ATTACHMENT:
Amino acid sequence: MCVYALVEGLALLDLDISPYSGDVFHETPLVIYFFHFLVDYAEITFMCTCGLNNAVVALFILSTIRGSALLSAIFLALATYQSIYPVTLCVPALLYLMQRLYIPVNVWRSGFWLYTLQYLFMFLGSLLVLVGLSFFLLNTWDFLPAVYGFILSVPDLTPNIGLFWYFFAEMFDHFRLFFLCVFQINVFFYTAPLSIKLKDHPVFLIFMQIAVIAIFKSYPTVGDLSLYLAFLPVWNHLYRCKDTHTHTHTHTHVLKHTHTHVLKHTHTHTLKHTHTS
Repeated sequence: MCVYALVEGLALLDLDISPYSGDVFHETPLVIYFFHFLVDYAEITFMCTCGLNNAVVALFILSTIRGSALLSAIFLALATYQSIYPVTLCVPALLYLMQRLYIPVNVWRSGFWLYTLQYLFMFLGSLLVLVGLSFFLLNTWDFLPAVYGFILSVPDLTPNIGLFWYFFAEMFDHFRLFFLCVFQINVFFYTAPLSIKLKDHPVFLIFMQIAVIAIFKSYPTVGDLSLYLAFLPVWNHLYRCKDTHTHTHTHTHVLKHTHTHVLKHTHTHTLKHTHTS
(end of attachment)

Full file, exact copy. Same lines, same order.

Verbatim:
Amino acid sequence: MCVYALVEGLALLDLDISPYSGDVFHETPLVIYFFHFLVDYAEITFMCTCGLNNAVVALFILSTIRGSALLSAIFLALATYQSIYPVTLCVPALLYLMQRLYIPVNVWRSGFWLYTLQYLFMFLGSLLVLVGLSFFLLNTWDFLPAVYGFILSVPDLTPNIGLFWYFFAEMFDHFRLFFLCVFQINVFFYTAPLSIKLKDHPVFLIFMQIAVIAIFKSYPTVGDLSLYLAFLPVWNHLYRCKDTHTHTHTHTHVLKHTHTHVLKHTHTHTLKHTHTS
Repeated sequence: MCVYALVEGLALLDLDISPYSGDVFHETPLVIYFFHFLVDYAEITFMCTCGLNNAVVALFILSTIRGSALLSAIFLALATYQSIYPVTLCVPALLYLMQRLYIPVNVWRSGFWLYTLQYLFMFLGSLLVLVGLSFFLLNTWDFLPAVYGFILSVPDLTPNIGLFWYFFAEMFDHFRLFFLCVFQINVFFYTAPLSIKLKDHPVFLIFMQIAVIAIFKSYPTVGDLSLYLAFLPVWNHLYRCKDTHTHTHTHTHVLKHTHTHVLKHTHTHTLKHTHTS